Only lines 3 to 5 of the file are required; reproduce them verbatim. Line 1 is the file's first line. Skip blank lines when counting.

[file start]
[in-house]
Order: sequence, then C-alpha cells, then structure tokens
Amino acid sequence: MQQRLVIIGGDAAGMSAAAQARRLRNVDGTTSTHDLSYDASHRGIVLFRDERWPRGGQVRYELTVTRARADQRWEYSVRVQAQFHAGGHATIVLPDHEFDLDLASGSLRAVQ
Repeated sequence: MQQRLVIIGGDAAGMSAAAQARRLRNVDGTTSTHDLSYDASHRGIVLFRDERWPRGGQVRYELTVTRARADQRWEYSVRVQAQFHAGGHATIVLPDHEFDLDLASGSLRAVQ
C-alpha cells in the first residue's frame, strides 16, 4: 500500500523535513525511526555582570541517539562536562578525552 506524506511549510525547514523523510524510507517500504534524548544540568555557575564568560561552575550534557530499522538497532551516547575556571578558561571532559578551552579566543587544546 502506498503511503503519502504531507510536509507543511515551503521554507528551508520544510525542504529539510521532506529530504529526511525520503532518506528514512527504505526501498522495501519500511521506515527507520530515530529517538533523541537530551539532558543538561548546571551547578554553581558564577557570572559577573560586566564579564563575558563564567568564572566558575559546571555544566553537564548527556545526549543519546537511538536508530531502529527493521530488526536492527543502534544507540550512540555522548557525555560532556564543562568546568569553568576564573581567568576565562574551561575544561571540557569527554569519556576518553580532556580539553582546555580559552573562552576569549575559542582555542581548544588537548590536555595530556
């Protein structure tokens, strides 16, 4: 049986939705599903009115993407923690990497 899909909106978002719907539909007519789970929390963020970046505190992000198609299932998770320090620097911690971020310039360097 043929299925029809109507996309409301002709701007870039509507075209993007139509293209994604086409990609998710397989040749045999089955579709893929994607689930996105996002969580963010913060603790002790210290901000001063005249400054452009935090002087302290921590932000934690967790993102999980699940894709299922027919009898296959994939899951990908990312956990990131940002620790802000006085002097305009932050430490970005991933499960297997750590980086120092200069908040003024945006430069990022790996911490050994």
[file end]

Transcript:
Amino acid sequence: MQQRLVIIGGDAAGMSAAAQARRLRNVDGTTSTHDLSYDASHRGIVLFRDERWPRGGQVRYELTVTRARADQRWEYSVRVQAQFHAGGHATIVLPDHEFDLDLASGSLRAVQ
Repeated sequence: MQQRLVIIGGDAAGMSAAAQARRLRNVDGTTSTHDLSYDASHRGIVLFRDERWPRGGQVRYELTVTRARADQRWEYSVRVQAQFHAGGHATIVLPDHEFDLDLASGSLRAVQ
C-alpha cells in the first residue's frame, strides 16, 4: 500500500523535513525511526555582570541517539562536562578525552 506524506511549510525547514523523510524510507517500504534524548544540568555557575564568560561552575550534557530499522538497532551516547575556571578558561571532559578551552579566543587544546 502506498503511503503519502504531507510536509507543511515551503521554507528551508520544510525542504529539510521532506529530504529526511525520503532518506528514512527504505526501498522495501519500511521506515527507520530515530529517538533523541537530551539532558543538561548546571551547578554553581558564577557570572559577573560586566564579564563575558563564567568564572566558575559546571555544566553537564548527556545526549543519546537511538536508530531502529527493521530488526536492527543502534544507540550512540555522548557525555560532556564543562568546568569553568576564573581567568576565562574551561575544561571540557569527554569519556576518553580532556580539553582546555580559552573562552576569549575559542582555542581548544588537548590536555595530556